What does the coral paperweight symbolize? What does Julia mean when she says, “If you kept the small rule you could break the big ones?” How does the age difference between Julia and Winston...

What does the coral paperweight symbolize?

What does Julia mean when she says, “If you kept the small rule you could break the big ones?”

How does the age difference between Julia and Winston affect their beliefs?

What does Winston mean when he says, “The proles are human beings. We are not human.”

Is the Brotherhood real? Is O’Brien a part of the Brotherhood?

Expert Answers
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The coral paperweight symbolizes the world apart from the Party that Winston and Julia hope to construct for themselves in the room above Mr. Charrington's shop. In this world, they can live normal lives as a man and woman together in love. As Winston thinks while looking at the paperweight,

It was as though the surface of the glass had been the arch of the sky, enclosing a tiny world with its atmosphere complete. He had the feeling that he could get inside it, and that in fact he was inside it, along with the mahogany bed and the gateleg table, and the clock and the steel engraving and the paperweight itself. The paperweight was the room he was in, and the coral was Julia’s life and his own, fixed in a sort of eternity at the heart of the crystal.

When Julia says if you follow the small rules, you can break the big ones, she means that if you appear completely loyal to the state in small matters, nobody will question your loyalty. If nobody questions your loyalty, you can get away with bigger transgressions because nobody will even suspect you of them. Of course, Julia later finds out this theory is wrong.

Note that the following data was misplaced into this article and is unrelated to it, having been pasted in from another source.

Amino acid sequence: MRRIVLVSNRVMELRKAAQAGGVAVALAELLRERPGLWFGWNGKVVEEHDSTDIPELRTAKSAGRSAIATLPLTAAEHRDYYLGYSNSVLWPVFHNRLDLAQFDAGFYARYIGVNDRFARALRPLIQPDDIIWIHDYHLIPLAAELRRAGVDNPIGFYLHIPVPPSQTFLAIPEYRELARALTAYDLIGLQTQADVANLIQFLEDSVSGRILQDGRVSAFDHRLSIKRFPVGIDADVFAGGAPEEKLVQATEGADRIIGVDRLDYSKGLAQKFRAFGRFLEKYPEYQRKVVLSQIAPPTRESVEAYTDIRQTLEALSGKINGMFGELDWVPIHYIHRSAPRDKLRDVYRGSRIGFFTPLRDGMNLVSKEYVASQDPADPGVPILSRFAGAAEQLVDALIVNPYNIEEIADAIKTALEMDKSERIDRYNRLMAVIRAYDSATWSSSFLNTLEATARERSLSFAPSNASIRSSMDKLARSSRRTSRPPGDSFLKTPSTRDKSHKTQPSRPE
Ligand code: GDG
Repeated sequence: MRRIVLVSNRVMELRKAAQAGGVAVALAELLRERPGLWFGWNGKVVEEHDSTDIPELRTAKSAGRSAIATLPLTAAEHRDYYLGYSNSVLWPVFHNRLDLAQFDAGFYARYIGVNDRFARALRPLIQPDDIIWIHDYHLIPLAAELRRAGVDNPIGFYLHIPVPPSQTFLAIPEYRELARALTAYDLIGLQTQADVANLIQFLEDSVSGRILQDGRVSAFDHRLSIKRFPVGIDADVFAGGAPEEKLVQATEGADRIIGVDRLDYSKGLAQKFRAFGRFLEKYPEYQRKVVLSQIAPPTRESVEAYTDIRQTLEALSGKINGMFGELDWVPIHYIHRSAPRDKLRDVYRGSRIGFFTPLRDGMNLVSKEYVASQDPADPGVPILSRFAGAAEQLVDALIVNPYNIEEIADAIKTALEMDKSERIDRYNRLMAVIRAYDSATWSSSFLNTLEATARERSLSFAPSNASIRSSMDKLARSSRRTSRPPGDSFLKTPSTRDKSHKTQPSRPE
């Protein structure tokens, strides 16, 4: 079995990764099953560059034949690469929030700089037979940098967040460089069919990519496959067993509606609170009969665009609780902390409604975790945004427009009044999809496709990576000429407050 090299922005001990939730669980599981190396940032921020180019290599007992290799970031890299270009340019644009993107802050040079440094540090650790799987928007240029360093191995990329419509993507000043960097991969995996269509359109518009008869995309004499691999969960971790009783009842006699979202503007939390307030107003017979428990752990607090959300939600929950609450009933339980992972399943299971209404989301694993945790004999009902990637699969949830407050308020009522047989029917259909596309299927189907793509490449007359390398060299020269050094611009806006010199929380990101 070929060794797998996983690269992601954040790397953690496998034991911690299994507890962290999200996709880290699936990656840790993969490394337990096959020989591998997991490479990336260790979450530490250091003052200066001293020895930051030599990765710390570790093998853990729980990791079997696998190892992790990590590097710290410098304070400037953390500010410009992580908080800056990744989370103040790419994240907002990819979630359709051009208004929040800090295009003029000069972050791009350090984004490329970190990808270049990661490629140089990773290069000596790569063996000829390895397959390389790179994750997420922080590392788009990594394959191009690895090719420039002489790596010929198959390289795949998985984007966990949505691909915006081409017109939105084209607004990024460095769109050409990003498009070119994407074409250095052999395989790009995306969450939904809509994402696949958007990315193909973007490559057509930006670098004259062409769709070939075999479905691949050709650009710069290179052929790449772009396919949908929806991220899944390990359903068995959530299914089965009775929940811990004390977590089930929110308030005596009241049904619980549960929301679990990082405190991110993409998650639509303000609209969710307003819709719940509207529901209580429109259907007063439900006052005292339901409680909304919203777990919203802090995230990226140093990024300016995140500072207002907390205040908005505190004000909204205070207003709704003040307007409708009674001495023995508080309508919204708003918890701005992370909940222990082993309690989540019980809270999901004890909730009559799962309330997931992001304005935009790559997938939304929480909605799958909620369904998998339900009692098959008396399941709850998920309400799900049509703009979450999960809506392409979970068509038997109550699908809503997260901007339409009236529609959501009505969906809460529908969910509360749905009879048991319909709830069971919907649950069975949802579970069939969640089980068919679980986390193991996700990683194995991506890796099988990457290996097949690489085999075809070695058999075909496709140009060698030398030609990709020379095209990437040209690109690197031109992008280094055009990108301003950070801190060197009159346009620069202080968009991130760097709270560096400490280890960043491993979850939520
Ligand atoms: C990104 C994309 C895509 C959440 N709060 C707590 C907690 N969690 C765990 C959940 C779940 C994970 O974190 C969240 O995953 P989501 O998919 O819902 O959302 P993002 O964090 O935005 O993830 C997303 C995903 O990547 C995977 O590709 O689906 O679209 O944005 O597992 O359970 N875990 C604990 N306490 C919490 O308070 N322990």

Winston is old enough to remember a time before the Party took over Oceania. This makes him more questioning of the system than Julia. He is more quick to believe that the Party tells lies. For example, he remembers airplanes existing in an earlier time, yet the Party claims that it invented them:

Sometimes, indeed, you could put your finger on a definite lie. It was not true, for example, as was claimed in the Party history books, that the Party had invented aeroplanes. He remembered aeroplanes since his earliest childhood.

Julia, however, is young enough that all she has ever known is the Party. She is not interested in history or whether the Party tells the truth about it. She is practical and is focused on making a decent life for herself in the present.

When Winston says the proles are still human, he means that the proles can still live ordinary lives in which they care about other people, they remain loyal to one another, and they have not become hardened inside. As Winston realizes,

What mattered [in the past] were individual relationships, and a completely helpless gesture, an embrace, a tear, a word spoken to a dying man, could have value in itself. The proles, it suddenly occurred to him, had remained in this condition. They were not loyal to a party or a country or an idea, they were loyal to one another.

In contrast, Party members have become dehumanized; they are filled with hate and fear and are disconnected from caring about other people. Winston remembers that just a few weeks before, prior to Julia reconnecting him with his own humanity, he had "seen a severed hand lying on the pavement and had kicked it into the gutter as though it had been a cabbage-stalk."

The Brotherhood is most likely not real. The Party is omipotent and uses the idea of the Brotherhood to trap enemies of the state. Even if the Brotherhood were real, O'Brien would not be part of it. He believes completely in the aims of the state.